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Russia's WTO Entry a Chance to Push Human Rights

It is difficult not to be excited by the ongoing protest movement in Russia, which has seen the largest public demonstrations since the collapse of the Soviet Union—a serious challenge Vladimir Putin’s legitimacy and credibility. But what can the international community provide, apart from rhetorical support, to embrace and further the cause of Russia’s democratic reform?

“The best way the rest of the world can help us is by fighting corruption,” said Ilya Ponomarev, a prominent left-wing opposition politician, when I spoke to him in London last week.

Corruption is one of the Russian Federation’s most endemic problems. Russia is currently rated 143 out of 182 countries in Transparency International’s Corruption Perceptions Index, and anti-corruption reforms promised by the Putin-Medvedev tandem have done little to challenge the culture of corruption and impunity that emanates from the top down.

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Growing public frustration with the status quo heavily informed the context of the explosion of anger at December’s blatantly fixed Duma elections. It’s no accident that one of the foremost opposition leaders and mobilizers of the street protests has been the anti-corruption blogger Alexey Navalny.

It is commonly assumed that the international community can do little to substantively support democratic opposition movements. Yet in the case of Russia, the confluence of the current protest movement and Russia’s impending accession to the World Trade Organization presents the US in particular with a powerful opportunity to bolster the pro-democracy opposition by challenging the Kremlin on its two greatest weaknesses: human rights and corruption.

The Obama administration is pushing Congress to lower trade barriers with Russia prior to Russia’s entry into the WTO later this year. This entails repealing the Soviet-era Jackson-Vanik amendment, which had tied “most favored nation” trading status (now known in the US as “permanent normal trade relations”) to a country’s observance of free emigration. Congress should instead replace Jackson-Vanik with legislation that ties “most favored nation” trading status to specific concessions on political rights and corruption: for instance, the release of political prisoners like Mikhail Khodorkovsky and independent audits of state-run companies like Gazprom.

Such a measure can aid the opposition in two important ways: first, by securing substantive concessions on political liberties, and second, by helping to chip away at the mortar that binds mid-level functionaries and elites to the state. As Mr. Ponomarev told me, “If you can remove the incentives for the middle-tier people to remain within the power structure, it will all begin to unravel.”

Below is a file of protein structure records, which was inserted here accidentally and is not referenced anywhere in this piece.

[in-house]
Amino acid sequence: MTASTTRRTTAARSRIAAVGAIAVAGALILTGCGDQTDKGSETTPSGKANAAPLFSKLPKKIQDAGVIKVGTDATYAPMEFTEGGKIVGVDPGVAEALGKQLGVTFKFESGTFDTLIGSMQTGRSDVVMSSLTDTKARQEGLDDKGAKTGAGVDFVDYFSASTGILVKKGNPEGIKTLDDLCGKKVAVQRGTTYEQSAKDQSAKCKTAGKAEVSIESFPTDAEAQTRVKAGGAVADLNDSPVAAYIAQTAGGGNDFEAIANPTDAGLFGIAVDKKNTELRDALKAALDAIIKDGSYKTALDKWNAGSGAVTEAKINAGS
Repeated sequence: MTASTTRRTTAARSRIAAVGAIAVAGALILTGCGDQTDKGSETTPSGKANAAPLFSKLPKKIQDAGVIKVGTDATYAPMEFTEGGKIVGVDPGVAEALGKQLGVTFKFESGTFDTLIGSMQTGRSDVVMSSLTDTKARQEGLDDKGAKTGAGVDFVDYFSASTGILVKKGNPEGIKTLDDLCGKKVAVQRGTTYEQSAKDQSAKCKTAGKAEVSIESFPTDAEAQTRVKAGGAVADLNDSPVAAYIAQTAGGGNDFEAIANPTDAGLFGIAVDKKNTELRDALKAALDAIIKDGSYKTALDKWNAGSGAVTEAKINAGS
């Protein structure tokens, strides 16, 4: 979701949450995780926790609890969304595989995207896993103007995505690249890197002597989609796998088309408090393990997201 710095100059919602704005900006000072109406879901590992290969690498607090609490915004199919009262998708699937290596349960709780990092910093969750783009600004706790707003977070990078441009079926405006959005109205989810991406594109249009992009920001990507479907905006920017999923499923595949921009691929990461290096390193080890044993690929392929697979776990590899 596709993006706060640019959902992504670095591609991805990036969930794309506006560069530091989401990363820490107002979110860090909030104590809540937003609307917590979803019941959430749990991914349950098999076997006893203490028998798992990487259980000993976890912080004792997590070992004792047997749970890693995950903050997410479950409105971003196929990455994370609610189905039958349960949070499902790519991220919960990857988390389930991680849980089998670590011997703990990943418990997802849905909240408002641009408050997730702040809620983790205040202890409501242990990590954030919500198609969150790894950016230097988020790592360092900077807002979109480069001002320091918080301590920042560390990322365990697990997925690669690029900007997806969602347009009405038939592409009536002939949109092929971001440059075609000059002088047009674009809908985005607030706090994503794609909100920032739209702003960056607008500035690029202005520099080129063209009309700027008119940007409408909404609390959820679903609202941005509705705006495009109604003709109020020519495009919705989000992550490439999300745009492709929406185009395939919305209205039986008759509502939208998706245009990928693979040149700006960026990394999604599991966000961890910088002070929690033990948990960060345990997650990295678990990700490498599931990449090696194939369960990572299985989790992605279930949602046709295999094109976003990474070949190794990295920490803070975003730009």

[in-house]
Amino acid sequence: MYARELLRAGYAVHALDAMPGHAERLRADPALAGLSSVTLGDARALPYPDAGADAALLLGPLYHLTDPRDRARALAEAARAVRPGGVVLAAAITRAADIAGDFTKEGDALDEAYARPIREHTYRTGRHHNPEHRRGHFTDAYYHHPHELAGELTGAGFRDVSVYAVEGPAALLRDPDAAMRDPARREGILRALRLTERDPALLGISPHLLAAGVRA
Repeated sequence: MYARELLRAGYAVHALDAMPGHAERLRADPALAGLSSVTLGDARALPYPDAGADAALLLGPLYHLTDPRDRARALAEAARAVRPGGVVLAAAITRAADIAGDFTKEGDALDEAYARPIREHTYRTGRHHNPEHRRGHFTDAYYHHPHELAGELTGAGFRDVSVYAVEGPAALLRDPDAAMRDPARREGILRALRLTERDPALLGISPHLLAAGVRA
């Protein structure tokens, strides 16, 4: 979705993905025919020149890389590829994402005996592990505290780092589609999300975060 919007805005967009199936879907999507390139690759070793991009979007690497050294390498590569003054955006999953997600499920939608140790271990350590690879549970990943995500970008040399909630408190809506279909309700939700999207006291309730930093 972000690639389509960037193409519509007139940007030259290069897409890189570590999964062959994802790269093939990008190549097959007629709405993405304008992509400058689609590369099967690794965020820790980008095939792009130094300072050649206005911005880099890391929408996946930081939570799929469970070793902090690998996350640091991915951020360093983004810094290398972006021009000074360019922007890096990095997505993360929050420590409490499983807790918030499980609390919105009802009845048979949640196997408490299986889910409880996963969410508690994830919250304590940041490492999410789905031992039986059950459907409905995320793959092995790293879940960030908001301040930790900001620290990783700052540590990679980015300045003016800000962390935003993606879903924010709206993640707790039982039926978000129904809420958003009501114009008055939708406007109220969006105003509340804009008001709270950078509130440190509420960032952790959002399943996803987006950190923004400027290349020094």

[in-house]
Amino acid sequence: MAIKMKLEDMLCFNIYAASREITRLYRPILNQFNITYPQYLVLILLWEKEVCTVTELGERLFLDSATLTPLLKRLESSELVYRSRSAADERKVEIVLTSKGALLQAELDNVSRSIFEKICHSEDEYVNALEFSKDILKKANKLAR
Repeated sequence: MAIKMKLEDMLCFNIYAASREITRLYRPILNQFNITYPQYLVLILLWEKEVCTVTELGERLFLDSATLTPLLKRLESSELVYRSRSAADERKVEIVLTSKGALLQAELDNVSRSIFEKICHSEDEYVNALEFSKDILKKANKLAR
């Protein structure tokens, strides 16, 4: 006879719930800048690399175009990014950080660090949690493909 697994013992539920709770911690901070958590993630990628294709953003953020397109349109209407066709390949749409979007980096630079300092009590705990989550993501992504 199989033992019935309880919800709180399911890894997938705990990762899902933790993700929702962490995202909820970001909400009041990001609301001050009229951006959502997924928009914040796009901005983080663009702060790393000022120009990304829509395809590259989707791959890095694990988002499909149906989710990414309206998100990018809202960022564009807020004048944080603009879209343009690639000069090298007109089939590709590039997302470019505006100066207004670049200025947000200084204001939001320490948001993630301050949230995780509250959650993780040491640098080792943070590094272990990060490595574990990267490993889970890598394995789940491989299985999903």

This approach would complement the Sergei Magnitsky Rule of Law Accountability Act, pending US legislation that targets the culture of impunity in Russia. This bill, which has gained bipartisan support in the Senate, imposes asset freezes and travel bans on the individuals connected to the imprisonment and murder of the whistleblower attorney Sergei Magnitsky, as well as any individuals deemed to have participated in human rights abuses across the globe.

This type of legislation targets impunity, and if expanded has the potential to disrupt the bargain between the Kremlin and Russian elites that sustains the current system: do as you’re told, don’t cause trouble, and you can hide your money in a Swiss bank account and send your kids to boarding school in England.

The Magnitsky bill has compelled a reluctant State Department to preemptively impose visa bans on the individuals named in the proposed legislation, and reportedly induced the UK Foreign Office to follow suit. Legislation and resolutions proposing similar measures have been introduced in Canada and Europe, and this week the UK House of Commons will debate a motion to spearhead similar legislation in the UK.

Sceptics would argue that legislation challenging impunity or tying specific actions to favored trade status will only push the Kremlin farther away from the international fold. Yet the ongoing domestic challenge to Russia’s electoral authoritarianism makes this an ideal time to push the Kremlin on human rights and corruption issues.

The ongoing street protests in reaction to Putin’s seemingly inevitable election represent a significant challenge to his credibility. Even if he manages to quell the protests, analysts predict that long-postponed budgetary reforms will incite a second wave of protests—this time socially and economically driven—which could prove even more of a challenge to the Kremlin than the current movement.

Opposition activists agree: any measures that highlight impunity and corruption in Russia threaten the status quo and aid the pro-democracy cause. The US should take advantage of the current opportunity to help bolster this movement.

Julia Pettengill is the co-chair of the Russia Studies Centre at the Henry Jackson Society.

 

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